Wednesday, 6 August 2014

The economics of Timtams and Wii Sports

 Last Saturday, Arnott's released a new variety of Timtam. Peanut Butter flavour. The things taste like any American-style peanut butter with chocolate product. That is to say, I find them too dry and sugary, rather than the peanut-heavy varieties of peanut butter I prefer. They also signed an exclusivity deal on the product with Coles. Neither party were interested in setting up elaborate promotion stalls, taste samples or gigantic advertising campaigns. They just put the things in the chocolate biscuit section along with all their friends. By Monday, this is what every single Coles in the state has looked like.

Photo credits to my boy Colin "Miraclemilk" Clyne.

This is the classic supply choke strategy. Introduce a new product with massive pedigree (for any foreigners who happen to read this, Timtams are very much a national icon to Australians and the definitive chocolate biscuit/cookie. These things are to us what Oreos are to Americans) to small fanfare and release barely any of it. Get everyone talking about what they tasted like, or wonder as to the taste since they've been completely unable to get their hands on it. Create a sense of worth and mystery to a new product, so when you open the floodgates, the product flies out of your warehouse and is replaced with more money that you expected if you'd done a costly marketing campaign.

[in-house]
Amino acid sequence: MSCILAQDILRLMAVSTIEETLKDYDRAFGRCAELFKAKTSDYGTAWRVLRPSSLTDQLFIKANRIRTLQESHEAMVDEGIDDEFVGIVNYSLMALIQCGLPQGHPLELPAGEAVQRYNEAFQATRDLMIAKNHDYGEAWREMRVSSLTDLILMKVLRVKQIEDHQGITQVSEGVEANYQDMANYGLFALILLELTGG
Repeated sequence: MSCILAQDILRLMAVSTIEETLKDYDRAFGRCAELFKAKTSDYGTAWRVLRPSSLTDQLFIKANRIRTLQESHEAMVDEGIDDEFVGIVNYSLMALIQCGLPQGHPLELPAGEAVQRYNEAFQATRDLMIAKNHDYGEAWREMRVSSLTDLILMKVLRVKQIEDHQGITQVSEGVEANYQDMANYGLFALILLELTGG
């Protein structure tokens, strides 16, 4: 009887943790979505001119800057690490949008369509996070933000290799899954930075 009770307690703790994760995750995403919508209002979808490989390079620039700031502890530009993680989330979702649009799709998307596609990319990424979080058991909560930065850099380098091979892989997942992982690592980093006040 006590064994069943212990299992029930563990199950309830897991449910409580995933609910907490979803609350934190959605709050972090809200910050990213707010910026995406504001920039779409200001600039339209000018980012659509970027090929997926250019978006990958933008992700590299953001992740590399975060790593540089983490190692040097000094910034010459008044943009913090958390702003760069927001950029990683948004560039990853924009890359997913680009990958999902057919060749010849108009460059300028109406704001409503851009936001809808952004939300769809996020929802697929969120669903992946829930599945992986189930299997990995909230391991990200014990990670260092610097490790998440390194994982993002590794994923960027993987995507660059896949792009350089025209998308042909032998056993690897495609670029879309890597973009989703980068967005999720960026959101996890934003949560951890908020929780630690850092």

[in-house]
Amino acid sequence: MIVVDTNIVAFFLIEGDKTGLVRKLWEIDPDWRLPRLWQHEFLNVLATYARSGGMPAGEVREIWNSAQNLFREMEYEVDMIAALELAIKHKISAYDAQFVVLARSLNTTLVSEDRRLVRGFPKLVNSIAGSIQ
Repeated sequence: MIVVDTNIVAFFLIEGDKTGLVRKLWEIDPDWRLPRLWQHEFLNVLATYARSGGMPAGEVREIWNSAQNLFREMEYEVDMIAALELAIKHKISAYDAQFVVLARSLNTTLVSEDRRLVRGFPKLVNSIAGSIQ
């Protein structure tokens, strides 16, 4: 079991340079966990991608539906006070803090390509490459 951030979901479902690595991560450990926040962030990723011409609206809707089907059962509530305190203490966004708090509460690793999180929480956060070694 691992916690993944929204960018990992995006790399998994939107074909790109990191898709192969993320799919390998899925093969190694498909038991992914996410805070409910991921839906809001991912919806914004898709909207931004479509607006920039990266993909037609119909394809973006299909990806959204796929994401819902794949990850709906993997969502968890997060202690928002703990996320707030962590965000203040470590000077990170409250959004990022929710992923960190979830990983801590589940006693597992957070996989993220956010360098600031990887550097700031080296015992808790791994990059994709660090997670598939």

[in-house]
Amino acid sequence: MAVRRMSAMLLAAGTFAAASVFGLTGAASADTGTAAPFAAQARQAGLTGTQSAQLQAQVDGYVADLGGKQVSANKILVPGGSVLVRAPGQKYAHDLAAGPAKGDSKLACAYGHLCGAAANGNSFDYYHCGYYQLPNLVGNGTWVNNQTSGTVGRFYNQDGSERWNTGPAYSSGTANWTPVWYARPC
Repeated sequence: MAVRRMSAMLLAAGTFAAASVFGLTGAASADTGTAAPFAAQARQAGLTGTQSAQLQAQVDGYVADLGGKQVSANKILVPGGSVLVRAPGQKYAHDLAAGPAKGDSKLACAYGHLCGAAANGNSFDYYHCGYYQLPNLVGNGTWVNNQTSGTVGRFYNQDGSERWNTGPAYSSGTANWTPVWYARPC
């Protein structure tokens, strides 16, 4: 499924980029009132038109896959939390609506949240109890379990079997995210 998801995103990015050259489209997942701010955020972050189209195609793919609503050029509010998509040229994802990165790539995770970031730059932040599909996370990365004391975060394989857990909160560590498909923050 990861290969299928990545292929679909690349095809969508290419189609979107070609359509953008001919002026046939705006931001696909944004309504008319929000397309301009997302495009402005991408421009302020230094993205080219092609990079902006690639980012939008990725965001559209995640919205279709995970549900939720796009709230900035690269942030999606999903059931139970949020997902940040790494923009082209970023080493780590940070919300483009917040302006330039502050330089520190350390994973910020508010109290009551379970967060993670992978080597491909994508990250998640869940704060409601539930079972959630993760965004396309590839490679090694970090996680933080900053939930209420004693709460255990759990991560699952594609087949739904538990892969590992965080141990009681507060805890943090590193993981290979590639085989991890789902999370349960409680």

Arranging this as an exclusivity deal makes things even sweeter. From Arnott's end they've got an even narrower supply to let the word of mouth spread. From Coles' end, they have a Timtam that can only be bought from them. They can draw in people who would normally be shopping at fellow Supermarket giant Woolworths, or those who still support the smaller local chopping chains. This sort of tactic is probably going to be ever more popular in the next few years as Australia's two supermarket empires do everything they can to try crushing Aldi's expansions throughout the states.

You know who else loves to use this sort of tactic? Video game console manufacturers. Nintendo employed this to immense success with the Wii and so everybody has wanted a piece of the pie. The PS3 was undersupplied at launch. So was the Vita, the PS4 and the Xbox One. The Vita is a good demonstration of how the tactic can backfire. If you undersupply but then fail to sell through the meagre stock, your product gains a reputation as a failure. Still, everybody wants to talk up launch sales and get the install base going on a new device, so they all try to use this trick. But there's two reasons it worked for the Wii and these Peanut Butter Timtams. Let's take a gander what what they are.

1. Brand name recognition/Killer app
If Coles had organised to sell something like Griffins' Peanut Butter Afghans or Paradise Cottage Style Peanut Cookies then this strategy wouldn't work. This isn't just a peanut butter and chocolate biscuit. It's a new Timtam. Like I said before, Timtams are a national icon. There's official names for doing things like biting off the ends and drinking milk through the things. If you're making a chocolate biscuit, you try to give it a name similar to Timtam like Dick Smith's Temptin's to catch idiots. When you're going for a supply choke at launch, it needs to be something that people are familiar with and have enough love for that they'd have bought the thing anyway.